Aside from the champion at Kew, several impressive Chestnut-leaved Oaks grow in the UK and Ireland, notably at Beauport Park, Hastings, England (29 m × 1.7 m in 2014) and at Batsford Arboretum, Gloucestershire, England (29 m × 1.3 m in 2014) (Tree Register 2020). Challengers are also to be found in Europe: a tree in Arboretum Tervuren, Belgium reached 34.8 m × 1.15 m in 2012 and another at Arboretum Groenendaal, Belgium measured 34.6 m × 1.05 m in 2011 (monumentaltrees.com 2020). At Arboretum du Passadou, France, a tree was estimated at about 30 m tall in 2019 (pers. obs.) Trees in the wild attain greater size: Josef Souček (2018) describes trees growing at low altitude along the shores of the Caspian Sea that exceed 50 m in height and 3 m dbh, and Alireza Naqinezhad came across a gigantic tree in the Hyrcanian forest that meausured 60.4 m × 4.9 m dbh, with a circumference at the base of almost 22 m, due to wide root flare (A. Naqinezhad, pers. comm. 2021) .
The species has earned something of a reputation as an oak of easy virtue, with a particularly soft spot for Q. cerris. Rix and Kirkham (2009) report that seed collected from a specimen at Kew produced seedlings that mostly (80%) bore foliar attributes of Q. cerris. There are two trees of this hybrid at Sir Harold Hillier Gardens, the larger of which measured 13.4 m × 44 cm in 2019, at an age of around 22 years (Royal Botanic Garden Edinburgh 1997). The hybrid has also been raised at Kew where there are three trees recorded (Royal Botanic Gardens, Kew 2020). Hybrids with Q. libani have also been reported (Oak Names Database 2020; Royal Botanic Garden Edinburgh 1997) and a 15 m tree grown as Q. libani but suspected to be of this parentage was found at Arboretum de Versailles-Chèvreloup, France in 1998 by Allen Coombes. The reputation may be unfair, as available seed of Q. castaneifolia is mostly from cultivated specimens growing in isolation and surrounded by other section Cerris suitors. Also, as noted above, leaf forms similar to Q. cerris may occur within Q. castaneifolia variation so may not necessarily be evidence of hybridization. It is certainly true that a group of trees grown at Shields Oak Grove at the University of California, Davis, from seed obtained from Kew’s original tree in 1965, display intermediate features and their progeny show leaf variation typical of Q. cerris, with little resemblance to Q. castaneifolia – so much so as to suggest highly unlikely crossing with Q. macrocarpa growing nearby (Muffly 2020). A tree at the Arnold Arboretum received as Q. castaneifolia in 1938 also appears to be a hybrid with Q. cerris. At Windsor Great Park, England, two of the ‘Empire Oaks’ (Australia and New Zealand), planted in 1937 belong to the Q. castaneifolia × cerris hybrid. They were 28 m × 100 cm and 23 m × 77 cm dbh respectively in 2010. At Hergest Croft, England, two trees planted in 1920 were 29 m × 89 cm and 29 m × 80 cm dbh in 2013 (Tree Register 2020). A tree of this hybrid was about 12 m tall at Arboretum du Passadou, France in 2019 (pers. obs.). Bob Berry reported that at Hackfalls Arboretum in New Zealand, Q. castaneifolia did not grow as vigorously as other oaks, and that a hybrid with Q. cerris grew much better. He suggests that Chestnut-leaved Oak may not be suited to Southern Hemisphere conditions and that selecting seedling backcrosses from the hybrid may be a better way of growing trees with Q. castaneifolia genetics in that part of the world (Berry 2016). This has not been the case at Grigadale Arboretum in Argentina, however, where a Q. castaneifolia has reached a height of 15.2 m in 21 years (Grigadale Arboretum 2020).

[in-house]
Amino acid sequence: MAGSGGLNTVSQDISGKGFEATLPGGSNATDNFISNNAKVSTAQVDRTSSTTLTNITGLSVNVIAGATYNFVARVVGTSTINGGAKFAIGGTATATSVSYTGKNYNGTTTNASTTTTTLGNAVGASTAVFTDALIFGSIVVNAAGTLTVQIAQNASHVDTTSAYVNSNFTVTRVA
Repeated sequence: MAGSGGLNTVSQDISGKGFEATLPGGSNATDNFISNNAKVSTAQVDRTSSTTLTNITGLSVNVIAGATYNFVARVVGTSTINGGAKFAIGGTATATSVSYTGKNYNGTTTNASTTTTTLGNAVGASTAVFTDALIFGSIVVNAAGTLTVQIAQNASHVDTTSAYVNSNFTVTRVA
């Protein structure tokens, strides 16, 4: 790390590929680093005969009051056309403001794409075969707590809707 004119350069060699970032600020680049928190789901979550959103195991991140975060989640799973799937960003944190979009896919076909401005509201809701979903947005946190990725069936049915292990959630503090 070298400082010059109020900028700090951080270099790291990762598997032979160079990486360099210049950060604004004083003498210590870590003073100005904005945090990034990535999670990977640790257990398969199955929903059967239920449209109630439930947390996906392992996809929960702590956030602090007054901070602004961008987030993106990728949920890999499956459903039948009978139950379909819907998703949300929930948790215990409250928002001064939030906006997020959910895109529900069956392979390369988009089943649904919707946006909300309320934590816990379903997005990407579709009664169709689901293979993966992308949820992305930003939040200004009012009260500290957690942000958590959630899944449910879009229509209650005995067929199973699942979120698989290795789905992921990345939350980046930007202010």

Q. castaneifolia was collected by Ann Ala and Roy Lancaster in northern Iran in 1972 (Ala & Lancaster 25). Of three plants from this collection at Sir Harold Hillier Gardens, UK, the largest was 25 m × 53 cm in 2015 (Tree Register 2020). A specimen from this collection also grows at the Cambridge Botanical Garden, where it has reached 18.5 m × 68 cm (P. Atkinson, pers. comm. 2020). Due to the unusually deep lobing on the leaves of this collection it was a originally believed to be a hybrid with Q. macranthera. The species was reintroduced to Kew by Fliegner and Simmons in 1977 from the Alborz (Elburz) mountains of Iran (Royal Botanic Gardens, Kew 2020).
It is occasionally planted in the USA, but plants from wild source are not common. It was introduced to Longwood Gardens in 1957. The seed had been collected by Howard Scott Gentry in September 1955 from a spreading tree 30 ft tall, 54 miles east of Gorgan, NE Iran (Gentry 15799) and was grown at the US Plant Introduction Station, Maryland. In 2016, the specimen at Longwood Gardens (which was unidentified until recently) was 15.5 m tall with a canopy 21.9 m wide, and had a dbh of 112.5 cm (Zale 2018).
Zale (2018) also reported that chestnut-leaved oak is widely cultivated tree in the Lankaran Region of Azerbaijan, where it is used for windbreaks and as a street tree very tolerant of heat, drought, and neglect. Several trees grow at the Jerusalem Botanical Gardens (The Jerusalem Botanical Gardens 2021).
The species was described in 1831. The epithet refers to the similarity of the leaves to those of chestnuts (genus Castanea).